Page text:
This is the third in a series of short films profiling the people of Singita, many of whom come from challenging circumstances to become artisans and professionals in their chosen field. These #singitastories share a common thread; of people from humble beginnings who choose to effect positive change in their lives, and the lives of those around them. Read more about the anti-poaching unit at Singita Grumeti and subscribe to the blog to make sure you catch the next video in the series. 

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Singita Boulders Lodge: A Sustainable Solution

July 11, 2014 - Accommodation, Conservation, Environment, Sabi Sand, Singita Boulders Lodge

As the first guests start to experience the newly refurbished Singita Boulders Lodge, we celebrate the achievements of the talented people behind the stunning new look. Responsible for the vision, creative direction, interior architecture and design is Boyd Ferguson and his team from Cécile & Boyd. Drawing inspiration from the natural setting and environment and responsible for recreating the lodge’s physical spaces is architect Sally Tsiliyiannis from GAPP Architects & Urban Designers. Every effort has been made to reuse and recycle all the building materials, as Sally explained in a recent report from the site while the work was under way:

Singita Boulders Lodge | Photo by Peter Browne, Conde Nast Traveller

“Every door broken out has been repositioned somewhere else. Nearly all the new balustrading is actually just sections of the old balustrade removed from elsewhere and re-used.

Singita Boulders Lodge | Photo by Peter Browne, Conde Nast Traveller

By this time next week, literally 100% of the stones from demolished walls will have been reused. Natural features that were previously covered up have been uncovered and new decking has been carefully shaped around these so they are now main features within the design. Superfluous areas of decking have been cut back to make way for more foliage and where decks have been lowered the views of the river are less obstructed. Nearly all the building rubble is being used as backfill for the new gabion walls to minimise waste.”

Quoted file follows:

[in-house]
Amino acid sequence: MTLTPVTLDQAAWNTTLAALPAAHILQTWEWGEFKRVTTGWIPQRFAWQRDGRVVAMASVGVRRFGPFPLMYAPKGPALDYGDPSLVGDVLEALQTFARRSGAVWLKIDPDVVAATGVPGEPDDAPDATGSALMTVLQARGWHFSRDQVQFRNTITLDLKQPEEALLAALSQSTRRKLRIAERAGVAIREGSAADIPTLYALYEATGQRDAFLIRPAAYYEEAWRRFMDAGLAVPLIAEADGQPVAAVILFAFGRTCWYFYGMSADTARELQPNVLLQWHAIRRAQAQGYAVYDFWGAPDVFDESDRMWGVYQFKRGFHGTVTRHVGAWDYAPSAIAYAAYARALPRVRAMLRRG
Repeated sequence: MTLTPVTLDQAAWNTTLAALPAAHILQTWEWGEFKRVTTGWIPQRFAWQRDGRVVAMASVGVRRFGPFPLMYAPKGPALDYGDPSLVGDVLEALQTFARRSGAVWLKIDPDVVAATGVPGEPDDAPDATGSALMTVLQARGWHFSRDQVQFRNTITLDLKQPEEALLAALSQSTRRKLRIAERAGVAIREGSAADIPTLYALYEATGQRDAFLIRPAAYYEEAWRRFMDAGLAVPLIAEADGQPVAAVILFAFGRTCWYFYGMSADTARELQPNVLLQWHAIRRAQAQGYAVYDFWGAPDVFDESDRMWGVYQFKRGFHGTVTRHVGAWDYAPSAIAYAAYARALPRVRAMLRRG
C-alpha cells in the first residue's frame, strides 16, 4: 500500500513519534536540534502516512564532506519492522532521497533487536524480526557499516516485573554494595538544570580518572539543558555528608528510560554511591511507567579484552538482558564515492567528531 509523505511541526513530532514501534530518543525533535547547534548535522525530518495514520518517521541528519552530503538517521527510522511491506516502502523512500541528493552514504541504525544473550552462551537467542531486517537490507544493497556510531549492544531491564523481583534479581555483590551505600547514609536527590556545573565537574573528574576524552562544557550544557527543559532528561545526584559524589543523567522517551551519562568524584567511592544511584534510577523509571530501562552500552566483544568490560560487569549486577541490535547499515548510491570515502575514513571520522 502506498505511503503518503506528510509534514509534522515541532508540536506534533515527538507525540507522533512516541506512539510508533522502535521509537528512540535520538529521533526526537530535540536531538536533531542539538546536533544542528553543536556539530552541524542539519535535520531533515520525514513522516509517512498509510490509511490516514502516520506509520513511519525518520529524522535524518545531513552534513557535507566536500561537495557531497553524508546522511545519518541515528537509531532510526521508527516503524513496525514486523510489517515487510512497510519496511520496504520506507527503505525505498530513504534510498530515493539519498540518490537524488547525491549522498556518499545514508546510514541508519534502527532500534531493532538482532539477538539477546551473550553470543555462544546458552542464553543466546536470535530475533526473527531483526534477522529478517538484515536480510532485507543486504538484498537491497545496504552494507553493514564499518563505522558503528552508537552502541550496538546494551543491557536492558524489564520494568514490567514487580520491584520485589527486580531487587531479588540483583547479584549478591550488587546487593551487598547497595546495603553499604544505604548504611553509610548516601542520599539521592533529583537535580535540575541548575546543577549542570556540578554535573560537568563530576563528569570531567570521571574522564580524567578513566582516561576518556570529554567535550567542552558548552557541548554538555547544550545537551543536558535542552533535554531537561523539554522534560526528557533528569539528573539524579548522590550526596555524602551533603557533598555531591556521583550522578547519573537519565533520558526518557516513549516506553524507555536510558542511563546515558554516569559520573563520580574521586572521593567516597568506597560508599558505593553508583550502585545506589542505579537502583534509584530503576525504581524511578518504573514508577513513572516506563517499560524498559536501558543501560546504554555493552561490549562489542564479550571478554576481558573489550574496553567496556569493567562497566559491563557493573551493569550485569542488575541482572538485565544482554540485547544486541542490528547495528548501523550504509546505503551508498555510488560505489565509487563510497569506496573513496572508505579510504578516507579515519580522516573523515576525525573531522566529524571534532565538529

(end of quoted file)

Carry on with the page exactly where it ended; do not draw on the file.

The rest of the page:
Singita Boulders Lodge | Photo by Peter Browne, Conde Nast Traveller

This environmentally sensitive approach is an extension of Singita’s dedication to ecotourism and “touching the earth lightly”. Environmentally conscious hospitality, sustainable conservation and the empowerment of local communities is the guiding light for everything we do. You can find out more about our sustainable practices on the website, as well as a recent success story in Tanzania, where Singita Mara River Tented Camp has become our first “off the grid” property, setting a benchmark for responsible but luxurious travel.

Singita Boulders Lodge | Photo by Peter Browne, Conde Nast Traveller

Photos by Peter Browne, Associate Editor of Condé Nast Traveller who was lucky enough to get a sneak peek before the lodge formally reopened. You can see more photos of the newly refurbished lodge in our latest blog post and follow us on Instagram for more.